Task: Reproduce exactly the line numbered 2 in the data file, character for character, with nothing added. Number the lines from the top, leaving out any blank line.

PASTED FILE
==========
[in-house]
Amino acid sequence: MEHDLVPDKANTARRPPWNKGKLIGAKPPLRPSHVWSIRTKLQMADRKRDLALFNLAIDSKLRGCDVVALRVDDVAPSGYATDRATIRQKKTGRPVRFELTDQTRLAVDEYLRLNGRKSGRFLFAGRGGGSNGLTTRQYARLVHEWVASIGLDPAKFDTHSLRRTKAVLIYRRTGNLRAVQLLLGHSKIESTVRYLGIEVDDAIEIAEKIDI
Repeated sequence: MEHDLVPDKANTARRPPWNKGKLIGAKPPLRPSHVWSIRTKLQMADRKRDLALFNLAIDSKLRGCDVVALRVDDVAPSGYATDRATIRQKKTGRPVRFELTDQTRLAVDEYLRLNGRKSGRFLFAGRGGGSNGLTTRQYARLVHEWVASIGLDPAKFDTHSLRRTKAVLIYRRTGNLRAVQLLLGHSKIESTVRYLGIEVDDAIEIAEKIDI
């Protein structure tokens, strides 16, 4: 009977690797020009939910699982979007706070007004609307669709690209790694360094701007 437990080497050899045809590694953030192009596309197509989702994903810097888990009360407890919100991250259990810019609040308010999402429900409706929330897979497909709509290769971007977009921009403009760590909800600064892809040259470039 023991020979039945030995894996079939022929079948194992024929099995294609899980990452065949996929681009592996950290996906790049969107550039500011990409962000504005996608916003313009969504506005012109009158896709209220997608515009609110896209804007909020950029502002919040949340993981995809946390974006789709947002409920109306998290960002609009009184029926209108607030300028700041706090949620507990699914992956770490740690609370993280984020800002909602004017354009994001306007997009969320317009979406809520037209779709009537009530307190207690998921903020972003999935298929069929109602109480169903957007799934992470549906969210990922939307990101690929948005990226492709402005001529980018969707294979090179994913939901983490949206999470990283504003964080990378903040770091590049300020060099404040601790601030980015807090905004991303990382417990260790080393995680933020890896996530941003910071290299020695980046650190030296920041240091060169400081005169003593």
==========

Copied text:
Amino acid sequence: MEHDLVPDKANTARRPPWNKGKLIGAKPPLRPSHVWSIRTKLQMADRKRDLALFNLAIDSKLRGCDVVALRVDDVAPSGYATDRATIRQKKTGRPVRFELTDQTRLAVDEYLRLNGRKSGRFLFAGRGGGSNGLTTRQYARLVHEWVASIGLDPAKFDTHSLRRTKAVLIYRRTGNLRAVQLLLGHSKIESTVRYLGIEVDDAIEIAEKIDI